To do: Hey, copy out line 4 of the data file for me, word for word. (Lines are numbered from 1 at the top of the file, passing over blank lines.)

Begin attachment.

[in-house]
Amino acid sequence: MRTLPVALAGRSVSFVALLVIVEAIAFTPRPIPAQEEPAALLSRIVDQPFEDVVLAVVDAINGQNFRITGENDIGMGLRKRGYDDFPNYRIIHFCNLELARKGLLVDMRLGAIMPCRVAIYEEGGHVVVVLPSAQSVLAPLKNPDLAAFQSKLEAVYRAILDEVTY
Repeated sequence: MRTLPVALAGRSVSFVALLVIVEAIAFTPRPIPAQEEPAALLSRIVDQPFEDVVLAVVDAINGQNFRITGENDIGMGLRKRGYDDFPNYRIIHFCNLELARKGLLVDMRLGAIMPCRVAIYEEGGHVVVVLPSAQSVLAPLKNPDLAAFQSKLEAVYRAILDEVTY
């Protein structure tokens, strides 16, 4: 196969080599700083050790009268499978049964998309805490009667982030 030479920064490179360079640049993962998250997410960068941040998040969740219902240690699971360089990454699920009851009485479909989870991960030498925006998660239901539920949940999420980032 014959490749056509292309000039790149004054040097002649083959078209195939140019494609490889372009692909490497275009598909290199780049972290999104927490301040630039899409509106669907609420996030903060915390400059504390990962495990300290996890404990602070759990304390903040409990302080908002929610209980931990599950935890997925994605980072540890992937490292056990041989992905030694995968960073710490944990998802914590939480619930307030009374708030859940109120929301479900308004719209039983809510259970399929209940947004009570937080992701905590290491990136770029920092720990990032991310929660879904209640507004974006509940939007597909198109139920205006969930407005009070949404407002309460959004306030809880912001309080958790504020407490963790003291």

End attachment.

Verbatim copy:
């Protein structure tokens, strides 16, 4: 196969080599700083050790009268499978049964998309805490009667982030 030479920064490179360079640049993962998250997410960068941040998040969740219902240690699971360089990454699920009851009485479909989870991960030498925006998660239901539920949940999420980032 014959490749056509292309000039790149004054040097002649083959078209195939140019494609490889372009692909490497275009598909290199780049972290999104927490301040630039899409509106669907609420996030903060915390400059504390990962495990300290996890404990602070759990304390903040409990302080908002929610209980931990599950935890997925994605980072540890992937490292056990041989992905030694995968960073710490944990998802914590939480619930307030009374708030859940109120929301479900308004719209039983809510259970399929209940947004009570937080992701905590290491990136770029920092720990990032991310929660879904209640507004974006509940939007597909198109139920205006969930407005009070949404407002309460959004306030809880912001309080958790504020407490963790003291």